"Women traditionally have been told to avoid eating or drinking during labor due to concerns they may aspirate, or inhale liquid or food into their lungs, which can cause pneumonia," the researchers report.
However, the scientists agree, aspiration during labor is extremely rare and a change in practice "makes sense."
"Physician anesthesiologists and obstetricians should work together to assess each patient individually," says Christopher Harty, co-author of the study and a medical student at Memorial University, St. John's in Newfoundland, Canada. "Those they determine are at low risk for aspiration can likely eat a meal during labor."
What has changed over the years is the way women are receiving anesthesia during labor. Before epidurals and spinal blocks, which are used regularly now, women who were giving birth in the 1940s were more likely to have received anesthesia through a mask covering their nose and mouth. Women at the time often had a tube placed in the windpipe for breathing, leading to a greater risk of aspiration.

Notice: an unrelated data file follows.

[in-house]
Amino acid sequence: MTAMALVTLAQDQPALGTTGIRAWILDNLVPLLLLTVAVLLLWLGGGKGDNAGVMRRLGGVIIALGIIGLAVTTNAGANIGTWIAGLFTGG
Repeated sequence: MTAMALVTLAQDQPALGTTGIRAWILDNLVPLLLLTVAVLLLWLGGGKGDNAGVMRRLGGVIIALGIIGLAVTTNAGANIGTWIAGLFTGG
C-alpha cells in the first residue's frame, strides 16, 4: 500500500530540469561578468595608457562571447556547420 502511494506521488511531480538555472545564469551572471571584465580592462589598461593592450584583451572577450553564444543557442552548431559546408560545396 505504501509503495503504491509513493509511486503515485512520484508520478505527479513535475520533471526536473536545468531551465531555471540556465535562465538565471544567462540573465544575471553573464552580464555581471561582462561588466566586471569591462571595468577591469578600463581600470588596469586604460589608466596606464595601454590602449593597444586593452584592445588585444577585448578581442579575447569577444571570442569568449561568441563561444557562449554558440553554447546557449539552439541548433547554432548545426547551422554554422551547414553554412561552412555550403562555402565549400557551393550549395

While methods of delivering anesthesia have changed, researchers also noted that depriving women of food during labor also had negative effects on the mother and unborn child.
"Without adequate nutrition, women's bodies will begin to use fat as an energy source, increasing acidity of the blood in the mother and infant, potentially reducing uterine contractions and leading to longer labor and lower health scores in newborns," the researchers report.
Not only that, but fasting can cause "emotional stress" in the laboring mom, which can potentially move blood away from the uterus and placenta, ultimately lengthening labor and potentially causing fetal distress."
Researchers recommend that healthy women consult their health-care providers to see if eating a light meal during labor is right for them. Specifically, fruit, light soups and toast are recommended.